University Prep Charter High School

BRONX NY 10455 Map
Phone: (718) 585-0560
Admissions: Lottery
Principal: Ashish Kapadia
Neighborhood: South Bronx
District: 7
Grade range: 09 thru 12

What's special:

Skilled teachers, good Regents results, small classes.

The downside:

No music and art until 12th grade, late lunch.

The InsideStats


Our review

June 2013 Update: Green Dot changed its name to University Prep High School, after ending its relationship with Green Dot Public Schools, the former parent organization. Students, parents and teachers selected the name “University Prep Charter High School.”  The new partner will be the United Federation of Teachers Educational Foundation.

March 2011 Review: Many charter schools operate under the premise that teachers’ unions are a barrier to good education. But Green Dot New York Charter High School is out to prove that well-paid, unionized teachers, when treated like professionals and protected from capricious firings, are fundamental to students’ success.

Opened in 2008 on the fourth floor of I.S. 162 in the South Bronx, this high school aims to replicate the success of a network of Green Dot schools in California. Teachers at the New York City school have a special contract that pays them more than other members of the United Federation of Teachers in exchange for a longer school day and year. [As of 2011 the school also shares a building with Hostos-Lincoln Academy of Science.]

Green Dot emphasizes “respectful, responsible, and responsive” behavior. Students say their teachers are skilled and inspire them to success. “You are not set up to fail here,” says a 10th grader. So far, the vast majority of 10th- and 11th-grade students have passed Regents’ exams. Incoming 9th-grade students attend a four-week SummerBridge program that introduces them to the school’s “3R” behavioral code and reviews basic academic skills. Students have 30-minute advisory periods four times a week.

“Our push here is English, math, science, social studies, a foreign language,” says Principal Ashish Kapadia. Students take those subjects all four years, unlike many high schools in poor neighborhoods that offer only two years of a language and three years of math and science. Ninth graders learn to use the Excel, PowerPoint, and Word software programs. Students start gym in 10th grade. Seniors choose art and music electives.

Ninety-minute classes begin at 7:50 a.m. and end at 4 p.m., except for a 10:15 a.m. start on Tuesdays and an early dismissal (1:20 p.m.) on Fridays. Students’ main classes meet only three days a week, making regular attendance particularly important. Following Green Dot principles, the school tries to keep classes (except gym) under 25 students.

We saw mostly traditional instruction, with teachers lecturing and questioning students. While several students said that the 90-minute periods were difficult to sit through, teachers appeared to mix the activities throughout the class period. The instruction was solid and engaging. An otherwise-positive Charter Schools Institute review observed that Green Dot may not tailor lessons to individual students’ skills as well as it might. However, in a 10th-grade writing class we watched, the teacher went from desk to desk to give feedback to each student while the other students wrote on laptops. (The principal replies that teachers do regularly adjust students’ work according to their skills.) Student projects cover the classroom walls in most classes. The 11th-grade area in particular displayed some creative student work. Each room has a SMARTboard.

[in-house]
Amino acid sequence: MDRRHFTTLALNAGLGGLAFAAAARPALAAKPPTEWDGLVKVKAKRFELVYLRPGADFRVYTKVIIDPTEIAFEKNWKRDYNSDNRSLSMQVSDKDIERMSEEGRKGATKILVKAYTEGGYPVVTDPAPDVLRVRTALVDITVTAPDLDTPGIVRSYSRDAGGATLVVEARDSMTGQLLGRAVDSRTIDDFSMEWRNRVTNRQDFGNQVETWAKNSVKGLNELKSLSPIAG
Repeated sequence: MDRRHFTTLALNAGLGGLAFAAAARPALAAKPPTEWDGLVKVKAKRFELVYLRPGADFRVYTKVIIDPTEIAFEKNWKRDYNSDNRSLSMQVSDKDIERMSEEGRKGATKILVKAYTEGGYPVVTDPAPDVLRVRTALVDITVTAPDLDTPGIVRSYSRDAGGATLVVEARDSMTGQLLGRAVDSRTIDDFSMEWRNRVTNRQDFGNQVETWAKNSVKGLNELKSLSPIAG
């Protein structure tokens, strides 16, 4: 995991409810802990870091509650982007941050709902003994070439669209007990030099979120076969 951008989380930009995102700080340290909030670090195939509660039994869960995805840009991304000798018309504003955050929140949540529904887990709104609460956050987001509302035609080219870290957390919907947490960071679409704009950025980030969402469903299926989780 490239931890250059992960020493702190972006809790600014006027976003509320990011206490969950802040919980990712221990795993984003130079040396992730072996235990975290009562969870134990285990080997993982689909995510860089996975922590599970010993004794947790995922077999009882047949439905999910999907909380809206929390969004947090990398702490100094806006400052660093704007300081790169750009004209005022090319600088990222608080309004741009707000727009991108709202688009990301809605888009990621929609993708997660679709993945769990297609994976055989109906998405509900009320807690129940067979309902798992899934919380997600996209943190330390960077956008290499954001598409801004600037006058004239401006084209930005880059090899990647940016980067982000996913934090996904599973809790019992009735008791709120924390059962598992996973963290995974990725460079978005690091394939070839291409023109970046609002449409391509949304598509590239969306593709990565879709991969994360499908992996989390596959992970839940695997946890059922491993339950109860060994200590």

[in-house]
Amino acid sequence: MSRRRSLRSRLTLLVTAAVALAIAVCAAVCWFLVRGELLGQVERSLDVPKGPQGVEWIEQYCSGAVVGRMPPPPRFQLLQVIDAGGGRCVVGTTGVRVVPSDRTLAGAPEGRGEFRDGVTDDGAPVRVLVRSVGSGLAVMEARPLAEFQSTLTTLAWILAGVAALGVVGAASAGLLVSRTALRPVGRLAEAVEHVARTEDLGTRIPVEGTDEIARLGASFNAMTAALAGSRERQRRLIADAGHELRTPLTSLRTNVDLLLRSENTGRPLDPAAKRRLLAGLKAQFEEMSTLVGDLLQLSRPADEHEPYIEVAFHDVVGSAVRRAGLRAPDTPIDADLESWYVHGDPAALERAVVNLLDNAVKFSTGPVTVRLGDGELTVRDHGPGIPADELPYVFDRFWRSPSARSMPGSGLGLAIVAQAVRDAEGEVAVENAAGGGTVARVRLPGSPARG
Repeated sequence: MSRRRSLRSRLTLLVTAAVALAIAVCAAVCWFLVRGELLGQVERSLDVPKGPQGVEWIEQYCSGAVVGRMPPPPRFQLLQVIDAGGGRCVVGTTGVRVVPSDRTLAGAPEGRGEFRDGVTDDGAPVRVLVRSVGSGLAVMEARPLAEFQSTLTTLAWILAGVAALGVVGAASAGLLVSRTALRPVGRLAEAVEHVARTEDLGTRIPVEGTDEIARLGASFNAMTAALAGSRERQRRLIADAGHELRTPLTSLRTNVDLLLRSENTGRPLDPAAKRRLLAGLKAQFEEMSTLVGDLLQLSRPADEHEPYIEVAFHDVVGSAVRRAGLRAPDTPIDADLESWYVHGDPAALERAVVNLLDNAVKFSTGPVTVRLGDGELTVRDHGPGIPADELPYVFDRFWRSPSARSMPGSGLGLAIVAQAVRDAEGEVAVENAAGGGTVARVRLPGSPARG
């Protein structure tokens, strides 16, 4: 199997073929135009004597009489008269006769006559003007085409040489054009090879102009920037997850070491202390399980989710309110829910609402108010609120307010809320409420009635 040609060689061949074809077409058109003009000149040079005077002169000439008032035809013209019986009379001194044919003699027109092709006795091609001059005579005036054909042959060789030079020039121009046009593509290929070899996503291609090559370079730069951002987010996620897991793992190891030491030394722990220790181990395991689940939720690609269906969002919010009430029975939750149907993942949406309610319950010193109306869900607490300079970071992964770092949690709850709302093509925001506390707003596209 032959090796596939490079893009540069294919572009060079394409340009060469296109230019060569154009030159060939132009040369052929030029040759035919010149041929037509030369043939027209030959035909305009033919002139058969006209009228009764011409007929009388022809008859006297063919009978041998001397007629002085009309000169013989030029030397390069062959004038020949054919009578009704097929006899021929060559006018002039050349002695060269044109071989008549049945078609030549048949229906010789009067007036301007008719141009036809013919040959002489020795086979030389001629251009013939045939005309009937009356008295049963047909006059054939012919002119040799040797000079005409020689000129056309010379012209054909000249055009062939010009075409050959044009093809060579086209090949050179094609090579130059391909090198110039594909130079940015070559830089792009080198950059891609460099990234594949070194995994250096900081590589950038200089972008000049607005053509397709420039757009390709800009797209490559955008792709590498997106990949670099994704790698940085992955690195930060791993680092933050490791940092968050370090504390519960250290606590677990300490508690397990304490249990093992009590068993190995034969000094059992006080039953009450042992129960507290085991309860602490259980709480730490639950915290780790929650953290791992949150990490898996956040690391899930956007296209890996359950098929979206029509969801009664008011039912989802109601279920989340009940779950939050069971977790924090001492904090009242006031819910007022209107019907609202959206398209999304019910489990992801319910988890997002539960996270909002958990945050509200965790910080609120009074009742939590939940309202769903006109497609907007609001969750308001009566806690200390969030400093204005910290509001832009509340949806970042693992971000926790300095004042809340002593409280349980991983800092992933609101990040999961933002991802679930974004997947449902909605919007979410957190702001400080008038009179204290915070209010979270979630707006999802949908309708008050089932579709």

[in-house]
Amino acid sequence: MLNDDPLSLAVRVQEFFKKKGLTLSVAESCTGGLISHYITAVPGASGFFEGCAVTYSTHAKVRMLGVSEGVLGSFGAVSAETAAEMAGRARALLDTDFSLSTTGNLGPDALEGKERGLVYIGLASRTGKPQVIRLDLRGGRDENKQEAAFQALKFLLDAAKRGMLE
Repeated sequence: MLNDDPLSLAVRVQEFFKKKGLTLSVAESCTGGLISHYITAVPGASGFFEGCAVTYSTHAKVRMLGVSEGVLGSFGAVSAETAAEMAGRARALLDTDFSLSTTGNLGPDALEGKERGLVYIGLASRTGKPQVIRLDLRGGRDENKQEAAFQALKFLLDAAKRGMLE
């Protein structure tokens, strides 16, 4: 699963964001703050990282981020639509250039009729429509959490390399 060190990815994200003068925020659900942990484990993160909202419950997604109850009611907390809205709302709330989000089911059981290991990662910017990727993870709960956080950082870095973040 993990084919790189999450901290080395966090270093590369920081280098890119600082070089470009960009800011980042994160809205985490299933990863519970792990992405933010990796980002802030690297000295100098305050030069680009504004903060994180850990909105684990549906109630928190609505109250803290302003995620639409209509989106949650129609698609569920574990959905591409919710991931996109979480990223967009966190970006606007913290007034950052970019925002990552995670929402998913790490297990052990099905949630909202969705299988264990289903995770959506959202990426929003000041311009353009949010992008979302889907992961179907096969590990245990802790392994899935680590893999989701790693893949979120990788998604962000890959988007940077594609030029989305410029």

Principal Kapadia says that he has not asked any students to leave for poor performance, but a few have departed out of discontent, mostly after the first year. Some students have been harassed in the neighborhood as outsiders.

Students wear a uniform of a white polo shirt (or sweatshirt), khaki dress pants, and dress shoes. (On the snowy day we visited, nine students received detention for not having the correct shoes.) The school has moderate parent involvement requirement.

After School: The community organization SoBRO helps with tutoring four days a week and runs art and dance clubs twice a week. English language learners (ELLs) and struggling students attend mandatory classes after school. Green Dot offers basketball, baseball and softball teams, plus volleyball and crafts clubs.

Special education: More than 10 percent of the students receive special ed services. Green Dot currently has SETSS (pull-out) classes, and has offered CTT/ICT classes. The assistant principal and two teachers are certified to teach special ed.

Admissions: Lottery, with District 7 and sibling preferences. (Matt Fleischer-Black, March 2011)

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